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Research Papers: Petroleum Engineering

Advanced Deconvolution Technique for Analyzing Multirate Well Test Data

[+] Author and Article Information
Yueming Cheng1

Department of Petroleum and Natural Gas Engineering, West Virginia University, Morgantown, WV 26506-6070yueming.cheng@mail.wvu.edu

W. John Lee

Department of Petroleum Engineering, Texas A&M University, College Station, TX 77843-3116john.lee@pe.tamu.edu

Duane A. McVay

Department of Petroleum Engineering, Texas A&M University, College Station, TX 77843-3116duane.mcvay@pe.tamu.edu

1

Corresponding author.

J. Energy Resour. Technol 133(1), 012901 (Feb 17, 2011) (8 pages) doi:10.1115/1.4003442 History: Received September 03, 2010; Revised January 05, 2011; Published February 17, 2011; Online February 17, 2011

Deconvolution allows the test analyst to estimate the constant-rate transient pressure response of a reservoir-well system, and assists us in system identification and parameter estimation. Unfortunately, deconvolution amplifies the noise contained in data. Often, we cannot identify the reservoir system from deconvolved results owing to solution instability caused by noise in measured data. We previously presented a deconvolution technique based on the fast Fourier transform that we applied to a single buildup or drawdown period. In this paper, we extend our previous work and apply the deconvolution technique based on the fast Fourier transform to arbitrarily changing rate profiles such as multirate tests. The deconvolution results, which represent a constant-rate pressure drawdown response spanning the entire duration of the test, can provide helpful insight into the correct reservoir description. We have improved our original deconvolution method in number of ways, particularly with the introduction of an iterative algorithm that produces stable deconvolution results. We demonstrate application of our deconvolution method to analysis of synthetic and field examples, including both flow and shut-in periods. Our deconvolution method can efficiently reproduce the characteristic responses of the reservoir-well system and increase our confidence in parameter estimates.

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Copyright © 2011 by American Society of Mechanical Engineers
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Figures

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Figure 1

Synthetic example for an arbitrary changing flow profile: pressure response and corresponding rate data

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Figure 2

Synthetic example for an arbitrary changing flow profile: constant-rate pressure drawdown response obtained by deconvolution has diagnosed no-flow boundary effect with a unit slope, consistent with true system response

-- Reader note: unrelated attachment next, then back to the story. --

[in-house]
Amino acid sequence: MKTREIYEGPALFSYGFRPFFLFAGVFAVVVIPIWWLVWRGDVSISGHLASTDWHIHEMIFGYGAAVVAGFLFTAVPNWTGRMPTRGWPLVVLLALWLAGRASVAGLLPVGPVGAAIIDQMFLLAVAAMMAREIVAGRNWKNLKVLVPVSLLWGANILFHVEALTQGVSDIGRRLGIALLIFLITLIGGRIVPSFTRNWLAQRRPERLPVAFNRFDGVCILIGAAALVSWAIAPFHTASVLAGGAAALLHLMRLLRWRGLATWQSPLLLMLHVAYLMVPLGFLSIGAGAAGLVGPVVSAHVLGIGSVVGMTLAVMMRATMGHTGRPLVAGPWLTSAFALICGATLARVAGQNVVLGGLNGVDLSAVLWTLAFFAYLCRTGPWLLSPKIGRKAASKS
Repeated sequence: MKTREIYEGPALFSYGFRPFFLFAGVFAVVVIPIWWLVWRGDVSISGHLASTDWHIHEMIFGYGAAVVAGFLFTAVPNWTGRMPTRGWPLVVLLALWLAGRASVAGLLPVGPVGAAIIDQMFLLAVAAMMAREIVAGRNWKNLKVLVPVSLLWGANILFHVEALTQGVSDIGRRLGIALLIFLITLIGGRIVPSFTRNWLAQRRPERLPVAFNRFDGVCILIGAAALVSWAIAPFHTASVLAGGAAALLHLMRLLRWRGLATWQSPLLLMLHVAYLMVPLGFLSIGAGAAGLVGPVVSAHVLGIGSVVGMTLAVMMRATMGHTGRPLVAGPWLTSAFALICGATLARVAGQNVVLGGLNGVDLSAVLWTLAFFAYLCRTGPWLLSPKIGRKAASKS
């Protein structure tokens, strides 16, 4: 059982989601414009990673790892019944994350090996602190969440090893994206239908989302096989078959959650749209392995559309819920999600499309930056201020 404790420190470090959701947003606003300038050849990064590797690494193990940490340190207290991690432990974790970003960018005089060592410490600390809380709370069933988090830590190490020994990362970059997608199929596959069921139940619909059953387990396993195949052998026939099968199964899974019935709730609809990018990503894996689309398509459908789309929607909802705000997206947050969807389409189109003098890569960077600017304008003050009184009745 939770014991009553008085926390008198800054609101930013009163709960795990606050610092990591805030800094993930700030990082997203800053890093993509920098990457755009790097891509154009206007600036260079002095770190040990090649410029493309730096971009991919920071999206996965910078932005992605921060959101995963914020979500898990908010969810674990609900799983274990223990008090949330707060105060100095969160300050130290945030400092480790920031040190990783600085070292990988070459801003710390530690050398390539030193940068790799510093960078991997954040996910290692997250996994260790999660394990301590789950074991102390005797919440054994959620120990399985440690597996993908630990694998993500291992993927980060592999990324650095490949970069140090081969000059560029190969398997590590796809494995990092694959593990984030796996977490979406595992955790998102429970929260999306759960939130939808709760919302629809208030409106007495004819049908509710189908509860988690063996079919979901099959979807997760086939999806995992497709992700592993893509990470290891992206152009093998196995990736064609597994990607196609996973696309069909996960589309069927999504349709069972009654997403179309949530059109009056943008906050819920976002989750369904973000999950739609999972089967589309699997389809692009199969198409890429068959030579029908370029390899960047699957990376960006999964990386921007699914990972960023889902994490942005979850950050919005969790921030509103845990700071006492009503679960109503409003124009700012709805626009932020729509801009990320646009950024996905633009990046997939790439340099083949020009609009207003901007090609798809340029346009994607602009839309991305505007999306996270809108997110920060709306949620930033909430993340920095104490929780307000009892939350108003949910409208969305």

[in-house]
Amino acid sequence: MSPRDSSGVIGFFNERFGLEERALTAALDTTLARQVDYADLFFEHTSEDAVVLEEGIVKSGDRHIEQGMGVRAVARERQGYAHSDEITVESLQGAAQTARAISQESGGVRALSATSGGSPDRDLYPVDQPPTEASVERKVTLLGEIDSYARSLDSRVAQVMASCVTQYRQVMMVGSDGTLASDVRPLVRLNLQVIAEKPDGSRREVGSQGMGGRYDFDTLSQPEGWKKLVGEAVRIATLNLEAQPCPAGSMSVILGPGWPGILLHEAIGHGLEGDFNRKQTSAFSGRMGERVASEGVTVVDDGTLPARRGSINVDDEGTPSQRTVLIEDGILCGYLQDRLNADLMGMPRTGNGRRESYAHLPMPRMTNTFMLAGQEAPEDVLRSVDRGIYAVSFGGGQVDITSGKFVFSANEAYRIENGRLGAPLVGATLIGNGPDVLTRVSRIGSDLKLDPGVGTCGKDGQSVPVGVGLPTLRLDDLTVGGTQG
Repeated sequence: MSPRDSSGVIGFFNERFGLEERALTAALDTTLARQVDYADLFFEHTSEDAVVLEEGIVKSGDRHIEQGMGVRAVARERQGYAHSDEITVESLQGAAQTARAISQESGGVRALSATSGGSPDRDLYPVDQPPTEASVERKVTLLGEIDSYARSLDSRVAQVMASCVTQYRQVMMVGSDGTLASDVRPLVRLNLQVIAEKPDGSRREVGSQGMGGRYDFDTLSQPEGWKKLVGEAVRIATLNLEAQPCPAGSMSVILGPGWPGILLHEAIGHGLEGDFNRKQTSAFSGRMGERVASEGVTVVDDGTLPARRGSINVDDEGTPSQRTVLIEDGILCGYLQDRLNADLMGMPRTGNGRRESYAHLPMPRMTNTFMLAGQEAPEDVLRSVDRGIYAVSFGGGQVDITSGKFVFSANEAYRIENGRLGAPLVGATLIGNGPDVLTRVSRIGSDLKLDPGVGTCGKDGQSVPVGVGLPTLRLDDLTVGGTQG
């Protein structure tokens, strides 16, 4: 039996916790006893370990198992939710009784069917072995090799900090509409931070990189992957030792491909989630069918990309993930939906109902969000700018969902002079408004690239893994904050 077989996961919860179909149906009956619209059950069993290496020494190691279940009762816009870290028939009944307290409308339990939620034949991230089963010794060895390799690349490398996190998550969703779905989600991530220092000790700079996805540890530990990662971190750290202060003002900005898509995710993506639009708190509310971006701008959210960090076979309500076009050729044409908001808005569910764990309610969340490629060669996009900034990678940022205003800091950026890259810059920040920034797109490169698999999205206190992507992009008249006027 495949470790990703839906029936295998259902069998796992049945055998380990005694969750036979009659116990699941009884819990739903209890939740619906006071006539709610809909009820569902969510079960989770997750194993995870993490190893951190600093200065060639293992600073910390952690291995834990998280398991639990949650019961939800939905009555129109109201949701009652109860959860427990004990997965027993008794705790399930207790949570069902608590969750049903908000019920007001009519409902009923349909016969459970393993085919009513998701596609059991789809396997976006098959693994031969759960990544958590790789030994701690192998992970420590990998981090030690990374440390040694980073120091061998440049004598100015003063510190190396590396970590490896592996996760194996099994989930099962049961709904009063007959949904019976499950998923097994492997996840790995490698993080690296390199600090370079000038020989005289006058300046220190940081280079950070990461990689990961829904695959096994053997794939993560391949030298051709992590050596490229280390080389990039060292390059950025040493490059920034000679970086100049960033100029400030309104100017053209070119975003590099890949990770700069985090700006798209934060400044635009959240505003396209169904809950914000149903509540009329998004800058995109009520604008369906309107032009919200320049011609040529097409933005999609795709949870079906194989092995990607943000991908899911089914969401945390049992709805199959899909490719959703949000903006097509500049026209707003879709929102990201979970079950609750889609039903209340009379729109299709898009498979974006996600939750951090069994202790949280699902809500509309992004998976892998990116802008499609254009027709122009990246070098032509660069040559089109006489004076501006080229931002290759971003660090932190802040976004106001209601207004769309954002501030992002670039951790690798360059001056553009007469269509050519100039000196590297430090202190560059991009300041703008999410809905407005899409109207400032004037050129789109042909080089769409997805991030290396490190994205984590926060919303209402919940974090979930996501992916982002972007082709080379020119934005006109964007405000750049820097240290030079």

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Figure 3

Synthetic example: unit slope does not develop in individual buildup data to help identify no-flow boundary effect

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Figure 4

Field example for a production test sequence: measured pressure response and corresponding rate history

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Figure 5

Field example for a production test sequence: constant-rate pressure drawdown response obtained by deconvolution at qg=2000 MSCF/D identifies characteristics of finite-conductivity fracture, radial flow regime, and no-flow boundary effect

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Figure 6

Field example for a production test sequence: iterative deconvolved solutions with noise suppressed in the iterative process

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Figure 7

Field example for a production test sequence: RMS misfits in iteration process, convergence achieved with 72 iterations

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Figure 8

Field example for a production test sequence: measured pressure response at qg=2000 MSCF/D reproduced by convolution of recorded rate data with constant-rate pressure drawdown response

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Figure 9

Synthetic example: deconvolved pD is distorted and shifted upward due to an inaccurate estimate of initial reservoir pressure

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Figure 10

Synthetic example: constant adjustment of initial reservoir pressure is determined based on differences between deconvolved pD and pD changes in individual shut-in periods

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Figure 11

Synthetic example: deconvolved pD after adjusting initial reservoir pressure overlaps and deconvolved pD obtained by using exact initial reservoir pressure

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Figure 12

Synthetic example: overall features of system response reconstructed with inaccurate shut-in time for pressure buildups used in deconvolution operation, with exception of several isolated spikes

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